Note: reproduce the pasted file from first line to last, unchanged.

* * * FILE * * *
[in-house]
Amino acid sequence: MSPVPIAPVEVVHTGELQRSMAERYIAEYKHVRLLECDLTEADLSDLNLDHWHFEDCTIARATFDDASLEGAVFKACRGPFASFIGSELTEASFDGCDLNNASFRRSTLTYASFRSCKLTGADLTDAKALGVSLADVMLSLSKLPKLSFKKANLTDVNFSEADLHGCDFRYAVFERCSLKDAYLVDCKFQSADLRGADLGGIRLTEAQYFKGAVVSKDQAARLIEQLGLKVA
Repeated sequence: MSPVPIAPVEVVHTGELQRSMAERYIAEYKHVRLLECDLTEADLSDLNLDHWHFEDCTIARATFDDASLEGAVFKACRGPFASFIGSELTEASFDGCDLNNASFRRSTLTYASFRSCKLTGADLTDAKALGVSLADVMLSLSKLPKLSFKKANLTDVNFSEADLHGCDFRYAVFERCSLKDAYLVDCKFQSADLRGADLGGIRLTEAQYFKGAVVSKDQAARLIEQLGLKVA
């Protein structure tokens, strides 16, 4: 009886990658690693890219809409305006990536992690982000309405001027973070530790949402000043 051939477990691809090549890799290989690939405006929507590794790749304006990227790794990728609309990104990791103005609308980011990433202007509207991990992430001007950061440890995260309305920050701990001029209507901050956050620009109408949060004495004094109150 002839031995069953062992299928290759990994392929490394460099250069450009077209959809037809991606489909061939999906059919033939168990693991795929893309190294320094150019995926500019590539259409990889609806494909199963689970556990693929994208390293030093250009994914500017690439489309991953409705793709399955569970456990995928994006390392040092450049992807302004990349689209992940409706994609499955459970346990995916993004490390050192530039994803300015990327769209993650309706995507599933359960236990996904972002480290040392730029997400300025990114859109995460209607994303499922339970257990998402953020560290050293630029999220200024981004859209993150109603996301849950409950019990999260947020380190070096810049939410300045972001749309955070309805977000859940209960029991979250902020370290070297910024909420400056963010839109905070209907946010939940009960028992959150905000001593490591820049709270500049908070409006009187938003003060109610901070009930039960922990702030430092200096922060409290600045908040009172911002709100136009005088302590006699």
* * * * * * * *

[in-house]
Amino acid sequence: MSPVPIAPVEVVHTGELQRSMAERYIAEYKHVRLLECDLTEADLSDLNLDHWHFEDCTIARATFDDASLEGAVFKACRGPFASFIGSELTEASFDGCDLNNASFRRSTLTYASFRSCKLTGADLTDAKALGVSLADVMLSLSKLPKLSFKKANLTDVNFSEADLHGCDFRYAVFERCSLKDAYLVDCKFQSADLRGADLGGIRLTEAQYFKGAVVSKDQAARLIEQLGLKVA
Repeated sequence: MSPVPIAPVEVVHTGELQRSMAERYIAEYKHVRLLECDLTEADLSDLNLDHWHFEDCTIARATFDDASLEGAVFKACRGPFASFIGSELTEASFDGCDLNNASFRRSTLTYASFRSCKLTGADLTDAKALGVSLADVMLSLSKLPKLSFKKANLTDVNFSEADLHGCDFRYAVFERCSLKDAYLVDCKFQSADLRGADLGGIRLTEAQYFKGAVVSKDQAARLIEQLGLKVA
């Protein structure tokens, strides 16, 4: 009886990658690693890219809409305006990536992690982000309405001027973070530790949402000043 051939477990691809090549890799290989690939405006929507590794790749304006990227790794990728609309990104990791103005609308980011990433202007509207991990992430001007950061440890995260309305920050701990001029209507901050956050620009109408949060004495004094109150 002839031995069953062992299928290759990994392929490394460099250069450009077209959809037809991606489909061939999906059919033939168990693991795929893309190294320094150019995926500019590539259409990889609806494909199963689970556990693929994208390293030093250009994914500017690439489309991953409705793709399955569970456990995928994006390392040092450049992807302004990349689209992940409706994609499955459970346990995916993004490390050192530039994803300015990327769209993650309706995507599933359960236990996904972002480290040392730029997400300025990114859109995460209607994303499922339970257990998402953020560290050293630029999220200024981004859209993150109603996301849950409950019990999260947020380190070096810049939410300045972001749309955070309805977000859940209960029991979250902020370290070297910024909420400056963010839109905070209907946010939940009960028992959150905000001593490591820049709270500049908070409006009187938003003060109610901070009930039960922990702030430092200096922060409290600045908040009172911002709100136009005088302590006699």